Drexler prefers not to think about it. He looks tired as he rubs his hand over his eyes. "All of this comes as a shock to me," he says, showing thin laugh lines that are a product of better times.
A Conversion to Protester
It's a balmy Friday evening in August. Eberhard Schöttle, an engineer who works as a marketing manager for a company in the nearby Stuttgart suburb of Böblingen, and his wife, Gabriele, a physical therapist, have come to the city's Schlossgarten Park to take part in a protest against Stuttgart 21. There, they have joined about 18,000 fellow Stuttgarters carrying lights to form a human chain around the train station and a portion of the park. In some spots, the protesters have formed a protective wall by standing in rows three-deep.
Schöttle describes himself as a middle-of-the-road kind of person who isn't quick to sign petitions. As evening falls over the park's trees and lawns, he lights the candles in the purple lanterns he and his wife have brought along. Then, there is a moment of silence, broken only by the sounds of fountains and birds.
Schöttle, an athletic man in his mid-50s, is wearing black jeans and reddish-brown leather shoes. The button attached to the neck of his light-green polo shirt reads "Keep it aboveground." It's the same slogan the Stuttgart 21 opponents have been chanting without interruption, their words resonating all the way up to Drexler's office.
Schöttle -- an engineer, a man of progress -- is one of the protesters Drexler finds so perplexing.
Before answering a question, Schöttle reflects for a moment. He is not a hothead, but he still has strong feelings about Stuttgart 21. "I'm very upset about the fact that they see us as being unable to judge this correctly," he says, "and about the arrogance with which they ignore us." His wife nods in agreement.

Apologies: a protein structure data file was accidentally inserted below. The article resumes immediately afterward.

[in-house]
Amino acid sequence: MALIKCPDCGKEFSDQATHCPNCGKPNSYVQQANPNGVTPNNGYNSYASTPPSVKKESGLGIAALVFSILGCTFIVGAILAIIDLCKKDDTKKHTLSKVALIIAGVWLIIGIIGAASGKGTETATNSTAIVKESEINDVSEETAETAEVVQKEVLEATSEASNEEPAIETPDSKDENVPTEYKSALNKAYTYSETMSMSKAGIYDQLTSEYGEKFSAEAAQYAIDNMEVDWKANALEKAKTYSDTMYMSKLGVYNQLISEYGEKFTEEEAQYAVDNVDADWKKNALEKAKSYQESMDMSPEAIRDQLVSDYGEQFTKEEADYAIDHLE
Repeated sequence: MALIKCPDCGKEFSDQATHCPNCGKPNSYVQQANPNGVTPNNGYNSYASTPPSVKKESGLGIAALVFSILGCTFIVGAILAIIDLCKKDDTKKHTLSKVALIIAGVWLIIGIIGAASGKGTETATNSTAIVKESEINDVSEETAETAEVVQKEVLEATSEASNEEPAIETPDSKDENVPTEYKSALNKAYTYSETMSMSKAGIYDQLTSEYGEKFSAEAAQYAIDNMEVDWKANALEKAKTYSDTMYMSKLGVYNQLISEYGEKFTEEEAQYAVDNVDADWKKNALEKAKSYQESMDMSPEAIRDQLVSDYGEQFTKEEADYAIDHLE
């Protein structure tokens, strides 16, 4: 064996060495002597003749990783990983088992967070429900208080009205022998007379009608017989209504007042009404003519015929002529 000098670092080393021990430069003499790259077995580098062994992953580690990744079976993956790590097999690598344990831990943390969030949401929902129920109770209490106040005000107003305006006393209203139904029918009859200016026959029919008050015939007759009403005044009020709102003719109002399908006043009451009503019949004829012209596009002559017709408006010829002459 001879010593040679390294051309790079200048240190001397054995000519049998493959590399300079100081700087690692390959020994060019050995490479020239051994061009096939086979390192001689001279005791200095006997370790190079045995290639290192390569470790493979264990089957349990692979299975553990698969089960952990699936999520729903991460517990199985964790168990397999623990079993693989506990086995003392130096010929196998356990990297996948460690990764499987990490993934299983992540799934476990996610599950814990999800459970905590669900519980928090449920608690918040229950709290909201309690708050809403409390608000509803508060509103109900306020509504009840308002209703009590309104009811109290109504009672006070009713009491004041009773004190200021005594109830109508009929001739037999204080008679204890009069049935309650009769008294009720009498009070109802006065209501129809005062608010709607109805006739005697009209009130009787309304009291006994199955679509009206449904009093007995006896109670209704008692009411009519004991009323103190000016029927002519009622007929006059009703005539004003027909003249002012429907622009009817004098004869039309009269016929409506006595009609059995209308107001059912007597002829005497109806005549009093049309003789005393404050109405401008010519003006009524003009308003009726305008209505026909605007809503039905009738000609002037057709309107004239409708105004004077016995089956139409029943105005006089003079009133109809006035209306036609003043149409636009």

It's quite possible that Schöttle would have supported the project if things had gone differently -- if citizens had not perceived their politicians as being part of an authoritarian state, if the people had been taken seriously and if the city had permitted the citizens' initiative that many Stuttgarters wanted.
As Schöttle sees it, Stuttgart 21 is not well thought-out. "There are eight instead of (the current) 16 tracks," he says. "And you don't have to be an expert to understand that it'll create a bottleneck." He can quote to you from a number of expert reports that are critical of Stuttgart 21. He is also opposed to a planned new high-speed railway line to the city of Ulm, at a price tag of almost 3 billion ($3.8 billion), which he believes is much too steep for a freight-traffic line.
When the Schöttles describe their friends and acquaintances, they list off therapists, engineers, doctors and entrepreneurs. Most, they say, are opposed to Stuttgart 21. "It's a topic of discussion at every dinner," says Schöttle, waving the lantern in his hand like a wine glass. The members of the Schöttles' circle are all in touch now, he says, using text messaging and e-mail lists to send each other articles and new expert reports as well as to alert each other about upcoming TV and radio broadcasts on the issue.
The Schöttles, who prefer to spend their vacations on a sailboat along the Côte d'Azur, are now members of "Protectors of the Park." The resistance group now has more than 20,000 members trying to prevent 282 trees from being cut down to make way for the massive railway project. "Recently, when I got a text message alerting me to the fact that the construction fences and wrecking equipment were being set up at the north wing (of the current station), I left my office immediately," says Schöttle. "At this point, I would even cut short a business trip."